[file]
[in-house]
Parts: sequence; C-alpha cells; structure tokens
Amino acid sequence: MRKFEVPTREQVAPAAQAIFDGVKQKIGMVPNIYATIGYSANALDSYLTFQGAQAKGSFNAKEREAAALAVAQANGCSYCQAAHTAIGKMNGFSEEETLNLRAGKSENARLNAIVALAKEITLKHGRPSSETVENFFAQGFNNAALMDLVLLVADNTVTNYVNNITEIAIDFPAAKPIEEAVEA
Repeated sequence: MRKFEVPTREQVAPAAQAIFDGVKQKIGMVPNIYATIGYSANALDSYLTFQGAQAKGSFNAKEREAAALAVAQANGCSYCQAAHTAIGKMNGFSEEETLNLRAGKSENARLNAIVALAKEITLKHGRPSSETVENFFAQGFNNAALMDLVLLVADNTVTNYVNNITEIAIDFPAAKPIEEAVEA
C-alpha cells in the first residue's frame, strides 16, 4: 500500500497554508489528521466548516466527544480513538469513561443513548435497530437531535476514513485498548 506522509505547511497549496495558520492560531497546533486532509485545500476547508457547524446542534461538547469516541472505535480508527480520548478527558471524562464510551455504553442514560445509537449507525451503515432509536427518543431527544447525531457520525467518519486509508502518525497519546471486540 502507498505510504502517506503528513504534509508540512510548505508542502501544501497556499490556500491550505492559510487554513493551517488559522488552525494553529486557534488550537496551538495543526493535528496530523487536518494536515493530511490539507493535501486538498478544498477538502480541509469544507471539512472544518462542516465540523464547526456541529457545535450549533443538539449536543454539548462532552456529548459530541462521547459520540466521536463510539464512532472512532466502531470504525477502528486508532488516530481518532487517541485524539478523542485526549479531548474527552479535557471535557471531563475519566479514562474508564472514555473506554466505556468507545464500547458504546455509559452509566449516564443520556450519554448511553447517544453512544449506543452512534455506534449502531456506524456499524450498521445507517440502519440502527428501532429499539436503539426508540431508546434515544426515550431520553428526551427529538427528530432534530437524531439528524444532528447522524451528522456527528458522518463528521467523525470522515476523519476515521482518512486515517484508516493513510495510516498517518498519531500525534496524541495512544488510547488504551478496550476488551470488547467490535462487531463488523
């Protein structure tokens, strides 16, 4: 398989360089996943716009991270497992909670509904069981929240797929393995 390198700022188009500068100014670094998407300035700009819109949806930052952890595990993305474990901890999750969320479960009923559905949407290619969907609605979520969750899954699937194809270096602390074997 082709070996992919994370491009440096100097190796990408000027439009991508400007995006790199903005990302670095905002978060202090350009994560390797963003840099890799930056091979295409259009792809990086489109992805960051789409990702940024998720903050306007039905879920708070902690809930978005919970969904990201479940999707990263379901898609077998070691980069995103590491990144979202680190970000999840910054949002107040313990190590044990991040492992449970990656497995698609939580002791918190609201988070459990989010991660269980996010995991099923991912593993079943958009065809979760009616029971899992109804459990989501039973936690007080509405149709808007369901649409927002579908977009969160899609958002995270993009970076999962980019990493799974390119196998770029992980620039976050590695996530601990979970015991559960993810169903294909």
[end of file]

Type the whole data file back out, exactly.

[in-house]
Parts: sequence; C-alpha cells; structure tokens
Amino acid sequence: MRKFEVPTREQVAPAAQAIFDGVKQKIGMVPNIYATIGYSANALDSYLTFQGAQAKGSFNAKEREAAALAVAQANGCSYCQAAHTAIGKMNGFSEEETLNLRAGKSENARLNAIVALAKEITLKHGRPSSETVENFFAQGFNNAALMDLVLLVADNTVTNYVNNITEIAIDFPAAKPIEEAVEA
Repeated sequence: MRKFEVPTREQVAPAAQAIFDGVKQKIGMVPNIYATIGYSANALDSYLTFQGAQAKGSFNAKEREAAALAVAQANGCSYCQAAHTAIGKMNGFSEEETLNLRAGKSENARLNAIVALAKEITLKHGRPSSETVENFFAQGFNNAALMDLVLLVADNTVTNYVNNITEIAIDFPAAKPIEEAVEA
C-alpha cells in the first residue's frame, strides 16, 4: 500500500497554508489528521466548516466527544480513538469513561443513548435497530437531535476514513485498548 506522509505547511497549496495558520492560531497546533486532509485545500476547508457547524446542534461538547469516541472505535480508527480520548478527558471524562464510551455504553442514560445509537449507525451503515432509536427518543431527544447525531457520525467518519486509508502518525497519546471486540 502507498505510504502517506503528513504534509508540512510548505508542502501544501497556499490556500491550505492559510487554513493551517488559522488552525494553529486557534488550537496551538495543526493535528496530523487536518494536515493530511490539507493535501486538498478544498477538502480541509469544507471539512472544518462542516465540523464547526456541529457545535450549533443538539449536543454539548462532552456529548459530541462521547459520540466521536463510539464512532472512532466502531470504525477502528486508532488516530481518532487517541485524539478523542485526549479531548474527552479535557471535557471531563475519566479514562474508564472514555473506554466505556468507545464500547458504546455509559452509566449516564443520556450519554448511553447517544453512544449506543452512534455506534449502531456506524456499524450498521445507517440502519440502527428501532429499539436503539426508540431508546434515544426515550431520553428526551427529538427528530432534530437524531439528524444532528447522524451528522456527528458522518463528521467523525470522515476523519476515521482518512486515517484508516493513510495510516498517518498519531500525534496524541495512544488510547488504551478496550476488551470488547467490535462487531463488523
């Protein structure tokens, strides 16, 4: 398989360089996943716009991270497992909670509904069981929240797929393995 390198700022188009500068100014670094998407300035700009819109949806930052952890595990993305474990901890999750969320479960009923559905949407290619969907609605979520969750899954699937194809270096602390074997 082709070996992919994370491009440096100097190796990408000027439009991508400007995006790199903005990302670095905002978060202090350009994560390797963003840099890799930056091979295409259009792809990086489109992805960051789409990702940024998720903050306007039905879920708070902690809930978005919970969904990201479940999707990263379901898609077998070691980069995103590491990144979202680190970000999840910054949002107040313990190590044990991040492992449970990656497995698609939580002791918190609201988070459990989010991660269980996010995991099923991912593993079943958009065809979760009616029971899992109804459990989501039973936690007080509405149709808007369901649409927002579908977009969160899609958002995270993009970076999962980019990493799974390119196998770029992980620039976050590695996530601990979970015991559960993810169903294909």